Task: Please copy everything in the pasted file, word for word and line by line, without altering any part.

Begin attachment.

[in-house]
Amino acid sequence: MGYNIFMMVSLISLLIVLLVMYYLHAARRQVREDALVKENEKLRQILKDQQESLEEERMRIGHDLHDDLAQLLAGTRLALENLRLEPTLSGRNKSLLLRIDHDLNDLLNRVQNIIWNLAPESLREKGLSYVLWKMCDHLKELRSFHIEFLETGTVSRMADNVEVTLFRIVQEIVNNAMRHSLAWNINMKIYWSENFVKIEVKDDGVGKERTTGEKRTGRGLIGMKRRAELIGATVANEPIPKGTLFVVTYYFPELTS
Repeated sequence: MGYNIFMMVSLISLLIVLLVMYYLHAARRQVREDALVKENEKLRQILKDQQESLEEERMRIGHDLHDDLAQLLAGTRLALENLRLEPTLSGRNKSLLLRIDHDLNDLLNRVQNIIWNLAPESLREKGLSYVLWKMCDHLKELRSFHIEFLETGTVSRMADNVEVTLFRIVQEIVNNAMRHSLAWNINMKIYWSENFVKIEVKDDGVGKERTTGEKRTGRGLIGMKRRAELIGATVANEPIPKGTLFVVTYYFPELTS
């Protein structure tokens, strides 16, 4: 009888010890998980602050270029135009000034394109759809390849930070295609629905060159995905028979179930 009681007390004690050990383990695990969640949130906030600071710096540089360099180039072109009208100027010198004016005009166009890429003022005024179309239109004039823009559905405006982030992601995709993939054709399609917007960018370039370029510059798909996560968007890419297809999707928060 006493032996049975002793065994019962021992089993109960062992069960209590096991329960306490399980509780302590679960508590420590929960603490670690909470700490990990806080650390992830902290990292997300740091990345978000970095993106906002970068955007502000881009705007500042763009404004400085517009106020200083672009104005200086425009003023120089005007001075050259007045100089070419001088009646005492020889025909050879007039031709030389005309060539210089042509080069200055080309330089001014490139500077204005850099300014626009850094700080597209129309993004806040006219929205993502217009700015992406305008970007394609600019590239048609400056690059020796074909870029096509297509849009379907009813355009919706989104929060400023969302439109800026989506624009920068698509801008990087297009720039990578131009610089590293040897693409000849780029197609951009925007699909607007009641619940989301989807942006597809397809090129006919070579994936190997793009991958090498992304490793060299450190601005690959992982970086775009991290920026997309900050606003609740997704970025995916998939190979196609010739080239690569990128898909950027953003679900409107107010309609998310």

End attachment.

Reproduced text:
[in-house]
Amino acid sequence: MGYNIFMMVSLISLLIVLLVMYYLHAARRQVREDALVKENEKLRQILKDQQESLEEERMRIGHDLHDDLAQLLAGTRLALENLRLEPTLSGRNKSLLLRIDHDLNDLLNRVQNIIWNLAPESLREKGLSYVLWKMCDHLKELRSFHIEFLETGTVSRMADNVEVTLFRIVQEIVNNAMRHSLAWNINMKIYWSENFVKIEVKDDGVGKERTTGEKRTGRGLIGMKRRAELIGATVANEPIPKGTLFVVTYYFPELTS
Repeated sequence: MGYNIFMMVSLISLLIVLLVMYYLHAARRQVREDALVKENEKLRQILKDQQESLEEERMRIGHDLHDDLAQLLAGTRLALENLRLEPTLSGRNKSLLLRIDHDLNDLLNRVQNIIWNLAPESLREKGLSYVLWKMCDHLKELRSFHIEFLETGTVSRMADNVEVTLFRIVQEIVNNAMRHSLAWNINMKIYWSENFVKIEVKDDGVGKERTTGEKRTGRGLIGMKRRAELIGATVANEPIPKGTLFVVTYYFPELTS
């Protein structure tokens, strides 16, 4: 009888010890998980602050270029135009000034394109759809390849930070295609629905060159995905028979179930 009681007390004690050990383990695990969640949130906030600071710096540089360099180039072109009208100027010198004016005009166009890429003022005024179309239109004039823009559905405006982030992601995709993939054709399609917007960018370039370029510059798909996560968007890419297809999707928060 006493032996049975002793065994019962021992089993109960062992069960209590096991329960306490399980509780302590679960508590420590929960603490670690909470700490990990806080650390992830902290990292997300740091990345978000970095993106906002970068955007502000881009705007500042763009404004400085517009106020200083672009104005200086425009003023120089005007001075050259007045100089070419001088009646005492020889025909050879007039031709030389005309060539210089042509080069200055080309330089001014490139500077204005850099300014626009850094700080597209129309993004806040006219929205993502217009700015992406305008970007394609600019590239048609400056690059020796074909870029096509297509849009379907009813355009919706989104929060400023969302439109800026989506624009920068698509801008990087297009720039990578131009610089590293040897693409000849780029197609951009925007699909607007009641619940989301989807942006597809397809090129006919070579994936190997793009991958090498992304490793060299450190601005690959992982970086775009991290920026997309900050606003609740997704970025995916998939190979196609010739080239690569990128898909950027953003679900409107107010309609998310």